Converting an existing product or service for use in the cloud should begin with a consideration of several key requirements. Simply extending a system to support more clients may result in serious security, performance, and scalability issues.
These core requirements should be addressed prior to the application specific features, they represent the foundation for the system. These common elements apply for virtually any cloud based service.
- Secure - The system must be designed and developed with best practices for security.
- Scalable - The system must be scalable, to allow additional organizations to join without impacting others. The system capacity must be able to grow as necessary.
- Manageable - It must be possible to adjust the resource allocation in response to changing consumption. If one server is too busy, clients should be able to be moved to a different server, with minimal service impact.
- Fault Tolerant - System outages should be minimized and a disaster recovery plan must be in place. This includes backup and restore procedures, whether the failure or problem is due to a hardware, software, administrator, or user issue.
- Segmented - Each client or organization must have a separate file system area, or account, and database, and access to these resources should limited as necessary for the use of the data. Failure to organize and protect the data can make it difficult or impossible to secure, scale and manage. Although some service elements may be system or server based, they must be provisioned or partitioned for use in such a way that the data is segmented.
- Access Paths - Cloud services should allow subscribers to white label, so they can offer the services as if they are their own. Access URLs should be defined by the subscribers, probably as subdomains or derivative domains from their existing architecture.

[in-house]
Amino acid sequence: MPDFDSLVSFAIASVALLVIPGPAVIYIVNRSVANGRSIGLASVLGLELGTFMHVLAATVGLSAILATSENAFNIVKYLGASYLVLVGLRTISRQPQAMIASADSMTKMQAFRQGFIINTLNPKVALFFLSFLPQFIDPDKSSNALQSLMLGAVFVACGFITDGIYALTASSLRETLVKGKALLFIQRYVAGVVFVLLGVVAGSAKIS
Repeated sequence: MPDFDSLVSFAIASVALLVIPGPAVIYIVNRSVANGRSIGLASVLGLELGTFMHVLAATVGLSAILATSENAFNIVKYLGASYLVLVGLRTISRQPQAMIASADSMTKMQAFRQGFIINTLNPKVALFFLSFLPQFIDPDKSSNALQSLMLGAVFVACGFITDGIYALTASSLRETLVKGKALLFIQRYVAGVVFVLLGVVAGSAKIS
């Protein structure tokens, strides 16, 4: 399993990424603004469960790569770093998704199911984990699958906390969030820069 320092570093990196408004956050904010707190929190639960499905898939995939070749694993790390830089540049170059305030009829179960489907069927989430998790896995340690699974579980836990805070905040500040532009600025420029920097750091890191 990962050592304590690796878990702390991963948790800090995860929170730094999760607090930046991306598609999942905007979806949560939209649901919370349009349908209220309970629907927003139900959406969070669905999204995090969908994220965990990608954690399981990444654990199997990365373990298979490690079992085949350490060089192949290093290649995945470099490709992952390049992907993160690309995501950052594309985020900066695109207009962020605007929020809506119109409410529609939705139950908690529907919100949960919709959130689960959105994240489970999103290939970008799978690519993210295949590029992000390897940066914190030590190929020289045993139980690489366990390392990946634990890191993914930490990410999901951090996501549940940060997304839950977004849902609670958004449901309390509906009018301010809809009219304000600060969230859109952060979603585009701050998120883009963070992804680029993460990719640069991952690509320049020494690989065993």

- Brandable - It is important that the services be brandable, so clients can identify the system as theirs. The extent of branding can vary, but at a minimum, a corporate logo should be displayed, and some connections or links to the corporate site and support resources should be provided. A neutral color scheme, such as grayscale can make it easier to ensure a nice presentation regardless of the logo.
- Incremental - A tiered service offering should be established to allow free trials, as well as service levels so clients can purchase only the services they need.
- Extensible - Cloud offerings should include the ability to extend and integrate with other systems, and those extensions should be managed at the client level. Thus, if one subscriber needs custom code, the code can be added without affecting other clients.
- Integration - As with extensions, custom integration should be enabled to allow access into client infrastructures without affecting other clients.
- Turnkey - The base system should be available very quickly, set up time should be minimal.
- Easy to Use - Examine any existing systems and consider support requests to identify areas that have been difficult for clients to work with. Be sure to consider ways to improve these issues before proceeding.
- Web Service or API Access - Subscribers should be able to interact with the system through automated processes with standards based interfaces such as SOAP and REST. These interfaces must be well-defined and documented. Test code and interfaces should be provided to ease development.
- Well Supported - An extension of easy to use, support refers to ensuring users can use the system to do what needs to be done in a timely manner. The application needs to be organized carefully, supported with validation and help on the client (browser) side, adequate documentation, meaning a full manual in PDF, HTML or .zipped, a ticket system and possible a live chat interface.
- Cost Effective - The cost of the system must be competitive.
- Service Level Agreement - A service level agreement must be provided. This ensures both the provider and client understand exactly what is being offered.
- Localization (l10n)
- Internationalization (i18n)